Thwarting her sister Ariadne in pursuit of Theseus, falling in love with Hippolytus – son of Theseus by another woman – Fey warns us from the outset that her story will not have a happy ending. But along the way, thanks to brilliantly synchronised song choices and some crazy cocktails, the mythological minx serves up a whole lot of fun.

Pippa delivers a seductive performance as Fey in this one-woman show, equally adept at singing, acting and mixology. No wonder Theseus and Hippolytus fell for her significant charms.

Also on stage throughout is James Shannon, a jazz guitarist recently graduated from Guildford’s very own ACM, and whose moody finger-style arrangements breathe even more life into Fey’s songs. Watch out for James’s brief – but perfectly pitched – acting cameo….

You Give Me Fever – “the Phaedra Cabaret” – is written and directed by Jack Lynch, co-founder of LynchPin Productions Theatre Company. What an intelligent antidote to the Jukebox Musical gravy train Jack has written.

And thank you to the Guildford Fringe for another 5* piece of stimulating and entertaining theatre.

Theatre review – The Comedy of Errors

It’s hard to believe that the same man who wrote the farcical, slapstick The Comedy of Errors also wrote Hamlet, Macbeth and Othello.

 

“Errors” is one of Master Shakespeare’s earliest plays, and it’s also his shortest.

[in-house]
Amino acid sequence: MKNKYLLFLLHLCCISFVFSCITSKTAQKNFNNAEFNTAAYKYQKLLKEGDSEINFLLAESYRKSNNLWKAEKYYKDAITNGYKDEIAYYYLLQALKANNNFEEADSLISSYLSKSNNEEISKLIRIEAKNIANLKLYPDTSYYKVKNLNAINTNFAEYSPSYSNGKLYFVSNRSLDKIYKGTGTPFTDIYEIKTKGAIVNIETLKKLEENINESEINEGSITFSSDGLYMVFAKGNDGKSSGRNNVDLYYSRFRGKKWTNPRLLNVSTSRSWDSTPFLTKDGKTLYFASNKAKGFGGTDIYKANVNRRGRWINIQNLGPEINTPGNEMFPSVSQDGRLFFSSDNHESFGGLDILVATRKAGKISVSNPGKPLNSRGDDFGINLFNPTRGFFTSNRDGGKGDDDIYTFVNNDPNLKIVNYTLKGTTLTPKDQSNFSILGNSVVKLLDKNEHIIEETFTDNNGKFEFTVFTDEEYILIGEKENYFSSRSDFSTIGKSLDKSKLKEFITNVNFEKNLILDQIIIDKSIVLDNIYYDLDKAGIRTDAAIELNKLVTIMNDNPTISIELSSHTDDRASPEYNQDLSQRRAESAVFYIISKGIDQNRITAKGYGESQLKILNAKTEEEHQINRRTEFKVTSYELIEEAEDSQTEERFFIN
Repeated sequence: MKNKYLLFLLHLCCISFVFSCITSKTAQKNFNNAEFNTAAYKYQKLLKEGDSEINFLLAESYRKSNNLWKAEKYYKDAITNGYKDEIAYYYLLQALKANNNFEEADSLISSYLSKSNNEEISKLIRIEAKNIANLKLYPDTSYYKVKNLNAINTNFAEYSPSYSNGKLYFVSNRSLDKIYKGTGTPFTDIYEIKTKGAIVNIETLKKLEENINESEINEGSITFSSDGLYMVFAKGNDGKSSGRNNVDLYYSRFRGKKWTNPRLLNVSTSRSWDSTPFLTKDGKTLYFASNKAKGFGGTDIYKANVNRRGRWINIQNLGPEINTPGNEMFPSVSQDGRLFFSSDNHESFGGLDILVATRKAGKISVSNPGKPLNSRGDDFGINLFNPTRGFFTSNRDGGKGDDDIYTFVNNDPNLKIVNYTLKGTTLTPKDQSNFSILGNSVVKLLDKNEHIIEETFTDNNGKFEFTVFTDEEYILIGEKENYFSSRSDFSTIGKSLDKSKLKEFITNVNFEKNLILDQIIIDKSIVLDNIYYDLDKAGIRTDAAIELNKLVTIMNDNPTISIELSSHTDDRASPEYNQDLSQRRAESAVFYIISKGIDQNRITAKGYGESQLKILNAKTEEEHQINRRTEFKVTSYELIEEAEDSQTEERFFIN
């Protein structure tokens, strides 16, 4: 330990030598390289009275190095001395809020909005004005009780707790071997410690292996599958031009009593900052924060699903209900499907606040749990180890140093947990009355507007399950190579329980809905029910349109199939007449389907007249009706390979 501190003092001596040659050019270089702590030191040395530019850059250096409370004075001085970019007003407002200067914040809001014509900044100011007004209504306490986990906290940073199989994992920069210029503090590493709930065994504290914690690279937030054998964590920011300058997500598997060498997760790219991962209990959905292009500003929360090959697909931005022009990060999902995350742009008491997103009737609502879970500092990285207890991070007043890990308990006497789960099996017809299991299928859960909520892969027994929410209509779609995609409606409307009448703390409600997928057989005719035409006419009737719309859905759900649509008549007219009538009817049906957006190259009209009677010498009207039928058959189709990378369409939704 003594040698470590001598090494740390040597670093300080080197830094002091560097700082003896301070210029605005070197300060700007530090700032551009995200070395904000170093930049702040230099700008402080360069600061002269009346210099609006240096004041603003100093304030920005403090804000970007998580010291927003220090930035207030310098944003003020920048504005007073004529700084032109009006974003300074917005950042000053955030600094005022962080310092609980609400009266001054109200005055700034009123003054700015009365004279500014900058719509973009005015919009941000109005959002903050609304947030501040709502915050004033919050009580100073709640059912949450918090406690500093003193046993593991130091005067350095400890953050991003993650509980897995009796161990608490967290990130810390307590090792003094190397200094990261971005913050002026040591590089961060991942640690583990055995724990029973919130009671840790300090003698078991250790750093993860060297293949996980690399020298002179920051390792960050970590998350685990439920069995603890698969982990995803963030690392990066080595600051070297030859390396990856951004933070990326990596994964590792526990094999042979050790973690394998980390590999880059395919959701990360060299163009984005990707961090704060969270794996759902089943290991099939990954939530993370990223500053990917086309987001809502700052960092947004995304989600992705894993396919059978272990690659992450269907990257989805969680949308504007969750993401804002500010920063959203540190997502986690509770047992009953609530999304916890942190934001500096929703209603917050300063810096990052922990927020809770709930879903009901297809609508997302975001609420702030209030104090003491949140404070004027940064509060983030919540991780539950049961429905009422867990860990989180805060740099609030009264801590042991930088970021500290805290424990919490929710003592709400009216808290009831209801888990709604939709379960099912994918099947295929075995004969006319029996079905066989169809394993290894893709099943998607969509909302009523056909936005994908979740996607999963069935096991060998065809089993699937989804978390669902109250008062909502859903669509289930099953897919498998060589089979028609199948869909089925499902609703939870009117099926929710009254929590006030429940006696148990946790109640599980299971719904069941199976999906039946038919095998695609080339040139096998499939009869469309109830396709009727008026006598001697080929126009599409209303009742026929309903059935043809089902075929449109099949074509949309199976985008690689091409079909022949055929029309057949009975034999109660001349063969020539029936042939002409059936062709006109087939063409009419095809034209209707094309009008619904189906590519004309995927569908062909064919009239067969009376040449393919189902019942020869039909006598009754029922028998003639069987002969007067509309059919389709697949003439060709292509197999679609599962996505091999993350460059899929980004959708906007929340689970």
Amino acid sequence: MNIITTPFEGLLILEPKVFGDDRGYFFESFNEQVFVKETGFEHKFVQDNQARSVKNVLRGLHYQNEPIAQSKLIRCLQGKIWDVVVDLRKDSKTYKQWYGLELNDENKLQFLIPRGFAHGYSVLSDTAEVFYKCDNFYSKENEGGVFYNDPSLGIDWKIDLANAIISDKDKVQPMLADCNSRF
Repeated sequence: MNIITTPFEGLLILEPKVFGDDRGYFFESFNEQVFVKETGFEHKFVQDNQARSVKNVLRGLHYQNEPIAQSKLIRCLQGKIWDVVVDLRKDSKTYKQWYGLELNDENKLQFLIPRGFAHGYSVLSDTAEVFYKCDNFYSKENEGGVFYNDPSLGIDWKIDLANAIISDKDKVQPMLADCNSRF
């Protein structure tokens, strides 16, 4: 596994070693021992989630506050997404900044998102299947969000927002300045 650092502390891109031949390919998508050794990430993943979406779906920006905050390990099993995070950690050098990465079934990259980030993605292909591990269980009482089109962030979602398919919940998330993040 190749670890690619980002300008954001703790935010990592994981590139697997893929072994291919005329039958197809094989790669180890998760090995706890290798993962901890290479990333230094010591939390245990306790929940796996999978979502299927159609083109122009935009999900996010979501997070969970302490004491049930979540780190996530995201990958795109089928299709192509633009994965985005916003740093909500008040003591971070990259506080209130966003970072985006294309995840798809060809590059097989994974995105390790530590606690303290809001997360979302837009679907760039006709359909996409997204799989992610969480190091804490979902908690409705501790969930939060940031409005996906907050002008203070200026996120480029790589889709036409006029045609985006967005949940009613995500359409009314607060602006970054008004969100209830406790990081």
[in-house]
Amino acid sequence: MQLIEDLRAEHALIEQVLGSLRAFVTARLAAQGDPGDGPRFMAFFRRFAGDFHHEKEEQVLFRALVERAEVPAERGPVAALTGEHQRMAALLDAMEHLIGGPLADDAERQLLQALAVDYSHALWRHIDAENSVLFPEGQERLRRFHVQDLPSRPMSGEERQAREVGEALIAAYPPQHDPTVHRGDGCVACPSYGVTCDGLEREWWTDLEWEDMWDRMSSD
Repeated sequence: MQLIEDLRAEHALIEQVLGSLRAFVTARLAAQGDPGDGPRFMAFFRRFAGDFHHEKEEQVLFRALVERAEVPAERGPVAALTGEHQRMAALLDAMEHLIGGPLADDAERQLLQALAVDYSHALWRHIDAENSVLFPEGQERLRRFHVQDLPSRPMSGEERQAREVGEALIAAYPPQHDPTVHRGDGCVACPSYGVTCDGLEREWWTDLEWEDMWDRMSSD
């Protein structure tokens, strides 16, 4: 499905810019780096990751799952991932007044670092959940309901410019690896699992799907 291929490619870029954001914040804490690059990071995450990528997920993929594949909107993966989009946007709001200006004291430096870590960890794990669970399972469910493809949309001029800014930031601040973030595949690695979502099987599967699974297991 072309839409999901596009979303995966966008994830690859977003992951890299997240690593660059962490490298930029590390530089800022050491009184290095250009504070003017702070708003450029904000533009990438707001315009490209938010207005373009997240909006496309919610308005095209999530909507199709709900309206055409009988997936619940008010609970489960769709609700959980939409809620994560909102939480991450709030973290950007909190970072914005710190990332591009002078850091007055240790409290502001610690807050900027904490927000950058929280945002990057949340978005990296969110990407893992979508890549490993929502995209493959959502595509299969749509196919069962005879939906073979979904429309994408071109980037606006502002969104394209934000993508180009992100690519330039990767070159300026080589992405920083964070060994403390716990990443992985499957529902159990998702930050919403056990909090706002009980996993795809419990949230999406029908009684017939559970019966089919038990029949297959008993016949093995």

The knock-about tale tells of two sets of identical twins, their father Egeon – a Syracuse merchant on the cusp of being executed for entering Ephesus – and Emilia, Egeon’s long-lost wife, now Abbess at Ephesus.

One set of twins are called Antipholus, the other – the Antipholean bondmen – are both Dromio.

Separated from his wife and one pair of twins during a tempest at sea, Egeon is trying to track them all down. What follows is an exhausting helter-skelter ride, with mistaken identity, wordplay and slapstick comedy providing a farcical theatrical experience of Feydeau and Brian Rix proportions.

The ever brilliant Guildford Shakespeare Company pull it all off in their usual exuberant style, the mobility of the open-air set – at both Guildford Castle Keep and around the Castle grounds by the bandstand – adding to the air of fluid confusion.

The loose ends are all neatly tied up with a bow on top, before Will gets his head down for some serious tragedy.

 

Theatre review – Mummy

Well, that was different….

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Just back from seeing our first Guildford Fringe performance – Mummy – in the Back Room of Guildford’s Star Inn.

We had no idea what to expect. Other than a pint and a pasty. And probably a different experience than going to the Yvonne Arnaud theatre, just down the road.

Written and performed by the very talented Amy Gwilliam, this one-woman show packs more thought-provoking theatre into 60 minutes than most West End dramas do in twice the time, and for at least three times the price.

Dr. Elizabeth Niccoll, a Cambridge graduate and Egyptologist with a specialist knowledge of death rituals, returns to her old school to give a presentation on her newly launched book: Mummy – The Art of Saying Goodbye.

Initially in total control of herself and the teenage audience, it all unravels when memories of her own dead mother froth to the surface.

Expect some interaction, a bit of mummification and some rather black humour. And a pasty.

Directed by old Guildford friend Sophie Larsmon, I hope we get to see more collaborations from this exciting team in the future.